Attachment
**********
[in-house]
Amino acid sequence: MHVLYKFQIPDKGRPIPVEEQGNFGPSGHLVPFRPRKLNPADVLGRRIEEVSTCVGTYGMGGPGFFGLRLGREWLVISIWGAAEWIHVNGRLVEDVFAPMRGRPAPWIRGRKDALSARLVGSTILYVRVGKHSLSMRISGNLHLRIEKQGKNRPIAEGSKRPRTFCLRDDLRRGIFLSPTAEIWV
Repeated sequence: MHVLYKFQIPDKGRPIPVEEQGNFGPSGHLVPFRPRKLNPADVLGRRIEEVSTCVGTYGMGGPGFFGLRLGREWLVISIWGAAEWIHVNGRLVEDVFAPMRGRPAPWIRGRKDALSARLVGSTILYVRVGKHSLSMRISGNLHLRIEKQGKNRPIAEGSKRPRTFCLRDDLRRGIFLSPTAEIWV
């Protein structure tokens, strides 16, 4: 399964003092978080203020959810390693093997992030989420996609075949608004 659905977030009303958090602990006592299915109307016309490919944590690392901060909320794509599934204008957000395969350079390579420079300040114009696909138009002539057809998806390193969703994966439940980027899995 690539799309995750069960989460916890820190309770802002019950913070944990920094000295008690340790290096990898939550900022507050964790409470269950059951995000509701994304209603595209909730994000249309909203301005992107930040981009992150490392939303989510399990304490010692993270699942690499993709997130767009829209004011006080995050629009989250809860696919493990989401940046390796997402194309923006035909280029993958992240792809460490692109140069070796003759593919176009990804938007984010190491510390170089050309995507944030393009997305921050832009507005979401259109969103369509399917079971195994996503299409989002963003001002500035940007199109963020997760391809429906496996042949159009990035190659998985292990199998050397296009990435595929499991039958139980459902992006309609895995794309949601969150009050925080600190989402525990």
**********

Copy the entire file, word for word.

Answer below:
[in-house]
Amino acid sequence: MHVLYKFQIPDKGRPIPVEEQGNFGPSGHLVPFRPRKLNPADVLGRRIEEVSTCVGTYGMGGPGFFGLRLGREWLVISIWGAAEWIHVNGRLVEDVFAPMRGRPAPWIRGRKDALSARLVGSTILYVRVGKHSLSMRISGNLHLRIEKQGKNRPIAEGSKRPRTFCLRDDLRRGIFLSPTAEIWV
Repeated sequence: MHVLYKFQIPDKGRPIPVEEQGNFGPSGHLVPFRPRKLNPADVLGRRIEEVSTCVGTYGMGGPGFFGLRLGREWLVISIWGAAEWIHVNGRLVEDVFAPMRGRPAPWIRGRKDALSARLVGSTILYVRVGKHSLSMRISGNLHLRIEKQGKNRPIAEGSKRPRTFCLRDDLRRGIFLSPTAEIWV
């Protein structure tokens, strides 16, 4: 399964003092978080203020959810390693093997992030989420996609075949608004 659905977030009303958090602990006592299915109307016309490919944590690392901060909320794509599934204008957000395969350079390579420079300040114009696909138009002539057809998806390193969703994966439940980027899995 690539799309995750069960989460916890820190309770802002019950913070944990920094000295008690340790290096990898939550900022507050964790409470269950059951995000509701994304209603595209909730994000249309909203301005992107930040981009992150490392939303989510399990304490010692993270699942690499993709997130767009829209004011006080995050629009989250809860696919493990989401940046390796997402194309923006035909280029993958992240792809460490692109140069070796003759593919176009990804938007984010190491510390170089050309995507944030393009997305921050832009507005979401259109969103369509399917079971195994996503299409989002963003001002500035940007199109963020997760391809429906496996042949159009990035190659998985292990199998050397296009990435595929499991039958139980459902992006309609895995794309949601969150009050925080600190989402525990």